BEIRUT: Outgoing Saudi Ambassador to Lebanon Ali Awad Asiri called Thursday on Lebanese journalists to raise the voice of moderation against extremism, which he said is “new to Lebanon.”
“I hope the Lebanese press will be inspired by what the Saudi King has called for, which is fighting terrorism and the murky ideology that deviates from Islam and human values,” Asiri said after a visit to the Journalists Union’s office in Hazmieh.
"The change that happened in Dar al-Fatwa is an embodiment of the moderation required of all sects and people,” Asiri said in reference to the consensus among Sunni leaders that led to the election of a new grand mufti Sunday. “Your pens and your screens have a great role in embodying this moderation in your society."
Asiri said that the extremism was “new to Lebanon.”
Separately, Asiri said that the Sunni-Shiite divide had distracted the region from the Palestinian cause.
“Since I was young child, this cause has been stuck in our minds and hearts. ... We were raised and we would die supporting it,” he said. “But a new phenomenon appeared to Islam a while ago ... which is Islamic fanaticism.”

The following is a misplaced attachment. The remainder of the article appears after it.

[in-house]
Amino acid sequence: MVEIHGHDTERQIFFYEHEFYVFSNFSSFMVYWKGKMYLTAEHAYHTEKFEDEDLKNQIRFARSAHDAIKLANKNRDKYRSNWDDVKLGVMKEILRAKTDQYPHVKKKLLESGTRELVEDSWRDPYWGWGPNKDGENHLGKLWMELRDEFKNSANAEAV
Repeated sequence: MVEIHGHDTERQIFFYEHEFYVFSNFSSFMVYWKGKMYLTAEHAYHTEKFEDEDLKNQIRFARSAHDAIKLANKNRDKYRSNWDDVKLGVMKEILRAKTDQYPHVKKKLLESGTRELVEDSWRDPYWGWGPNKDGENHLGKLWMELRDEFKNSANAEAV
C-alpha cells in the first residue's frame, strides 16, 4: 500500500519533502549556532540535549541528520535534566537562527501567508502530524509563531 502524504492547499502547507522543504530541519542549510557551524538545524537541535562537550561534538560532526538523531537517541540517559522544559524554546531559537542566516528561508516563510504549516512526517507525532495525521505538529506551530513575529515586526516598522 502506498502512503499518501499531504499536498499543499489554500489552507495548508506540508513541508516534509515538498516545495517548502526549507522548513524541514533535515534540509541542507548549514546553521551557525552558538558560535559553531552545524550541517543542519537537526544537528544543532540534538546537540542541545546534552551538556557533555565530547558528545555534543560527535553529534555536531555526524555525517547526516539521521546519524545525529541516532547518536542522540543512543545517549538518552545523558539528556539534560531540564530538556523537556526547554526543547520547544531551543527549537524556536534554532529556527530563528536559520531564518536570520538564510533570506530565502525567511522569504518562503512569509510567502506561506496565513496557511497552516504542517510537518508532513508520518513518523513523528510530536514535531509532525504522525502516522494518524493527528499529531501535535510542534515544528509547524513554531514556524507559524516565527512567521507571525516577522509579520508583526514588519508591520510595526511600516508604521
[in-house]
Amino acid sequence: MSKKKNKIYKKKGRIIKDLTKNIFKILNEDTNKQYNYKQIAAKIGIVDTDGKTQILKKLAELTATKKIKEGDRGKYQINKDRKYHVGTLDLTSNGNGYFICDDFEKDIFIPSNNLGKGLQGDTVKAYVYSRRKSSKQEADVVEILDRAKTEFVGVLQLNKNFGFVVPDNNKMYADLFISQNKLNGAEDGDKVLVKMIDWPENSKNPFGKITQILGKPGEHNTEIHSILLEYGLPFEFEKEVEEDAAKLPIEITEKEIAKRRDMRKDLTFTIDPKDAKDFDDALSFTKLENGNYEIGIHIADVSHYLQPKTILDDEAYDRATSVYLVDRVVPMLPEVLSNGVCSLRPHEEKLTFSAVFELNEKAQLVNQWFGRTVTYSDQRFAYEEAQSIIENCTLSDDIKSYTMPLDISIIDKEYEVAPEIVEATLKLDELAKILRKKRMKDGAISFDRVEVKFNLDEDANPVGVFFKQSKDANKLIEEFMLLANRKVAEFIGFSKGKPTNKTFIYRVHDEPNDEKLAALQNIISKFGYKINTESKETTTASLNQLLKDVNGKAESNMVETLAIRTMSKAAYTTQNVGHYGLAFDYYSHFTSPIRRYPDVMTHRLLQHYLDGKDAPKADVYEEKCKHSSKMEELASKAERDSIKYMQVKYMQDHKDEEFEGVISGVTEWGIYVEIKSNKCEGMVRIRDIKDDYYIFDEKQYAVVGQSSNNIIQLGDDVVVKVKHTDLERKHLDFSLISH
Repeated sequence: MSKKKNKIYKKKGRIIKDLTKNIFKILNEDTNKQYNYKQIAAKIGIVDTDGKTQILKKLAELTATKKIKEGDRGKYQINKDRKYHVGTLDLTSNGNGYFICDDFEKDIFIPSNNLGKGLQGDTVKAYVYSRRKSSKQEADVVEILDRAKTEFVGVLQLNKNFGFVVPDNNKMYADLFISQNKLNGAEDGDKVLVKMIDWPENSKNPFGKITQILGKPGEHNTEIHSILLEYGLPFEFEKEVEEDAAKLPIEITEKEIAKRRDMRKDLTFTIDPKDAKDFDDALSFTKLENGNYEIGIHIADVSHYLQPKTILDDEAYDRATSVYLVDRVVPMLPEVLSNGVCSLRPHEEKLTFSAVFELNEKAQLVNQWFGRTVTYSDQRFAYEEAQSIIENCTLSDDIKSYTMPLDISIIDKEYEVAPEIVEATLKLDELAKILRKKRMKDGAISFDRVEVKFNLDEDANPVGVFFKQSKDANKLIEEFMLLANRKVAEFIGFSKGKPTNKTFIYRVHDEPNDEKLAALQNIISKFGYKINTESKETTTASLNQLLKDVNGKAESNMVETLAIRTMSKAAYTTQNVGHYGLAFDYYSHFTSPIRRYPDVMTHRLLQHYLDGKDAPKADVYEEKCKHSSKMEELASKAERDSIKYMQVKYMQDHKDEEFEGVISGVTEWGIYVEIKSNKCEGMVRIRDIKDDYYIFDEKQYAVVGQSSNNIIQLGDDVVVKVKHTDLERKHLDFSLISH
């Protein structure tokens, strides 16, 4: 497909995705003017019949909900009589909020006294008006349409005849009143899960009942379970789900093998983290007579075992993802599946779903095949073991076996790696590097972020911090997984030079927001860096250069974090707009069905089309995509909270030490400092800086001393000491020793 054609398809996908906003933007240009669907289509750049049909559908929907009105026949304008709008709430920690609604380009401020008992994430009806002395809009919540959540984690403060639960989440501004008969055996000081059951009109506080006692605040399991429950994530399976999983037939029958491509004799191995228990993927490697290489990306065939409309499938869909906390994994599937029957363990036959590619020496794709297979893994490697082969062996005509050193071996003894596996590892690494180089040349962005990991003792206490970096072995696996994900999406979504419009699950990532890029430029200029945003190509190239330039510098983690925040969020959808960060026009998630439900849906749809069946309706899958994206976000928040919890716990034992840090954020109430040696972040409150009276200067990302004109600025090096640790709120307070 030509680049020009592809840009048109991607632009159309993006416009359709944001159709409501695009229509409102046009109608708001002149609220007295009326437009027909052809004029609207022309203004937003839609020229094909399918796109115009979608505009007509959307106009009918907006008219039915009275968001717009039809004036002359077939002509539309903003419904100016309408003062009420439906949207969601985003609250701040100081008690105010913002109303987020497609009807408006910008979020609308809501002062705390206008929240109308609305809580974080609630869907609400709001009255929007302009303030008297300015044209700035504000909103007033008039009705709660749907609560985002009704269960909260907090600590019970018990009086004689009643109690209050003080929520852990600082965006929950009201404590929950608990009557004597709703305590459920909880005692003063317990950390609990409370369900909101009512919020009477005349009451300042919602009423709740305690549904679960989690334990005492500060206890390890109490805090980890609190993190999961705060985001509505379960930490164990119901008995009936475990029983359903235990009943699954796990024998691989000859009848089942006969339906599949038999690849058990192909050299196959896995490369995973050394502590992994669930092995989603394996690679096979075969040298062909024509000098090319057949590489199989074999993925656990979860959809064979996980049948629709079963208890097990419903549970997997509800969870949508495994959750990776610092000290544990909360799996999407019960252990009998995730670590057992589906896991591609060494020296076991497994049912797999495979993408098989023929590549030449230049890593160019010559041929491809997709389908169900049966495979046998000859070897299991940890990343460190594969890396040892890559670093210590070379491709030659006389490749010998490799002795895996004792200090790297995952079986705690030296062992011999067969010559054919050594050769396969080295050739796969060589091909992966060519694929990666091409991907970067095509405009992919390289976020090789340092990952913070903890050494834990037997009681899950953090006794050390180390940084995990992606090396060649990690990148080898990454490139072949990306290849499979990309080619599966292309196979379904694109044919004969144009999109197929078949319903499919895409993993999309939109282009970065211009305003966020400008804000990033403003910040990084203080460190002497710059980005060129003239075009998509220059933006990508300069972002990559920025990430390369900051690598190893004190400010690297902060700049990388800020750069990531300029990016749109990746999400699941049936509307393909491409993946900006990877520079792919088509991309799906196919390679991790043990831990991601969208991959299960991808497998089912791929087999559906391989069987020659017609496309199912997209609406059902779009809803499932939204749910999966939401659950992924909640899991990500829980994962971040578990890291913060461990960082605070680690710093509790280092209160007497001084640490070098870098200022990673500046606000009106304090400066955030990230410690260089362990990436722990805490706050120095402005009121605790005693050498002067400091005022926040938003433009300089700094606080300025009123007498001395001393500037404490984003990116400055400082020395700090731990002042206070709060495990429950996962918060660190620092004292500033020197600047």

Asiri surprised reporters by saying he had never known that he was a Sunni until the emergence of the Islamic Revolution in Iran.
“We used to welcome the Iranians pilgrims with love and respect,” he said. “Unfortunately, the virus of sectarianism appeared and the fanatic voice rose, and some forces exploited them.”
The Saudi envoy praised former Prime Minister Saad Hariri’s return to Lebanon, saying his move was “necessary and came in the right time.”
In this vein, Asiri explained that the bureaucratic problems facing the previous Saudi donation to the Army necessitated a quicker one be implemented immediately.
“Former Prime Minister Hariri listened to all sides and their needs, to present it to the kingdom, so that they are purchased immediately without any delay,” Asiri said in reference to the recent $1 billion donation. “This was the quickest and best way.”